‘No room for complacency’ in tackling childhood obesity

Ireland has to be proactive in tackling obesity, the Minister for Health, Simon Harris, has warned.

“There is absolutely no room for complacency in relation to obesity in this country. We have a major challenge in this country. It’s costing our health service a huge amount,” he warned.

“We’re seeing the impact of it. You only need to talk to the clinical community, whether it’s in relation to more cancers, whether it’s in relation to chronic disease.

“We’re really seeing the impact of obesity take hold and if, as a country, or I, as minister for health, don’t take action now, I think we would be negligent in relation to our duties,” he asserted.

Mr Harris was speaking yesterday at the launch of a five-year public health campaign, aimed at a healthy weight for children.

He said it was designed by parents and is neither “preachy” nor a form of “lecturing.

“The great thing about this campaign is that it is designed by parents and, rather than being preachy or lecturing to parents, it’s about talking to parents about the practical changes they want to make in their own family lives that can help their children get fit and healthy,” the minister said.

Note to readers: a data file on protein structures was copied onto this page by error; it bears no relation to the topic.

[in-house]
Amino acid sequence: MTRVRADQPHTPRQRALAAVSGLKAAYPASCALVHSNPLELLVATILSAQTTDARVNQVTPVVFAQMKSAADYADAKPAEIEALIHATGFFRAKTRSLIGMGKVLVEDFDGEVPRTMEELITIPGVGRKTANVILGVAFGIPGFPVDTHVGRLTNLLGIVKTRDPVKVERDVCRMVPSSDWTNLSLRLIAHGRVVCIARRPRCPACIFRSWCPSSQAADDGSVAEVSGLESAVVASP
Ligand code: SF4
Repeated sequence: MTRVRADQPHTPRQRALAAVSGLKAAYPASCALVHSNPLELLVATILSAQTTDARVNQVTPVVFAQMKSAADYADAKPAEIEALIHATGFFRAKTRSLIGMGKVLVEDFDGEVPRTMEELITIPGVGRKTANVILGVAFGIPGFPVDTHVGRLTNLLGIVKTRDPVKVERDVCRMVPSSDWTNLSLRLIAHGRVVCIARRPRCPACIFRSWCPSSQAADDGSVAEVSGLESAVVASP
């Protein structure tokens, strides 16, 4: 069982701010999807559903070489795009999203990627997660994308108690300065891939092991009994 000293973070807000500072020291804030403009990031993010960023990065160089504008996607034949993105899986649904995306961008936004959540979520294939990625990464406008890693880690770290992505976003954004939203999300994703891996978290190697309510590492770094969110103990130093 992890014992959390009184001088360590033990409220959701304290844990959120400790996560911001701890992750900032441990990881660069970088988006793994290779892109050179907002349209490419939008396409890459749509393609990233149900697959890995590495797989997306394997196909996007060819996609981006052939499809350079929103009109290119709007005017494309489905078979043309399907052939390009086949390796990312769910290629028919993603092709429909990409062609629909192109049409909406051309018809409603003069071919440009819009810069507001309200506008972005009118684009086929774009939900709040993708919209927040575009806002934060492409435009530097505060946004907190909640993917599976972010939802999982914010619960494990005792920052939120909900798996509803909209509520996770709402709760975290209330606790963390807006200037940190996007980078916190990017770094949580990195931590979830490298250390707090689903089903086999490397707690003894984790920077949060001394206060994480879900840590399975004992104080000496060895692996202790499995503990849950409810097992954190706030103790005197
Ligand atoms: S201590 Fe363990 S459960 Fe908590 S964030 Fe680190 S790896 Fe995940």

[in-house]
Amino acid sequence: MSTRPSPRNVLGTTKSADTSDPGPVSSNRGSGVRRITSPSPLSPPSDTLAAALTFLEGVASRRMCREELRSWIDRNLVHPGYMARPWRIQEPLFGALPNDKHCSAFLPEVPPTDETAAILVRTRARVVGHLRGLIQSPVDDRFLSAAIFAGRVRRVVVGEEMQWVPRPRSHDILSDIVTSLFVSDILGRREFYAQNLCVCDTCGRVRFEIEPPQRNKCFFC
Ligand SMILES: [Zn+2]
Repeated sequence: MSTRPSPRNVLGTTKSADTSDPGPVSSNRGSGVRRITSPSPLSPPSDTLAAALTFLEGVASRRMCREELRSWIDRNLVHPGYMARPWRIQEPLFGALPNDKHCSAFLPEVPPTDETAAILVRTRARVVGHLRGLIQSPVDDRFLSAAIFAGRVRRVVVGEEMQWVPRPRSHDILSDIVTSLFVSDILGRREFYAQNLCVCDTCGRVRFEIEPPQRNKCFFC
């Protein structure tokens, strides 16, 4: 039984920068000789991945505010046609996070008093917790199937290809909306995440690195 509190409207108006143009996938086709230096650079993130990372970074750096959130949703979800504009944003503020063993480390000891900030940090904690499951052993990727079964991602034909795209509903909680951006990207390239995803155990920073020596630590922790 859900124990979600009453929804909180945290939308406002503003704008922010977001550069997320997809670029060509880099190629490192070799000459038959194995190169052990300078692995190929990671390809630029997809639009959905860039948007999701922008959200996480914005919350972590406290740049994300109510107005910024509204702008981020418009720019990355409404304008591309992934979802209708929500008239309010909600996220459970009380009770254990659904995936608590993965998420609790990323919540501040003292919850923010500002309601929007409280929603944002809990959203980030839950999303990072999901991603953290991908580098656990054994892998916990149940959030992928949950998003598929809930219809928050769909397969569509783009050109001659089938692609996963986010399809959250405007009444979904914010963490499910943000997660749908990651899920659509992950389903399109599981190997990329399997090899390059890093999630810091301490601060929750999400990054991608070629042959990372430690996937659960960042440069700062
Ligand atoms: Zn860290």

“It’s basically sending out a message that you can change one thing at a time: Rome wasn’t built in a day, don’t try to go into your house and change all of the habits overnight, but, actually, pick one daily win,” he said.

The minister was asked if the campaign would add to the pressure that some young people feel around body image. While he acknowledged that many people in Ireland have eating disorders, he said the campaign was about health, regardless of what anyone looked like.

“I am very conscious of the fact that we have a lot of people in this country who experience eating disorders and I’m very conscious that, particularly your teenage years, can be a very difficult period of time for many, in relation to body image, but the purpose of this campaign is to talk directly to parents, so it’s not preachy, it’s not lecture-y, it’s not putting peer pressure on young people.

“It’s talking about how we can all change our lives, regardless of our weight, regardless of our body image, to try and lead a more healthy life,” Mr Harris said.

“This is not about putting any pressure on young people, from a body-image point of view. Rather, this is about empowering all of us, to take care of our own health,” he added.


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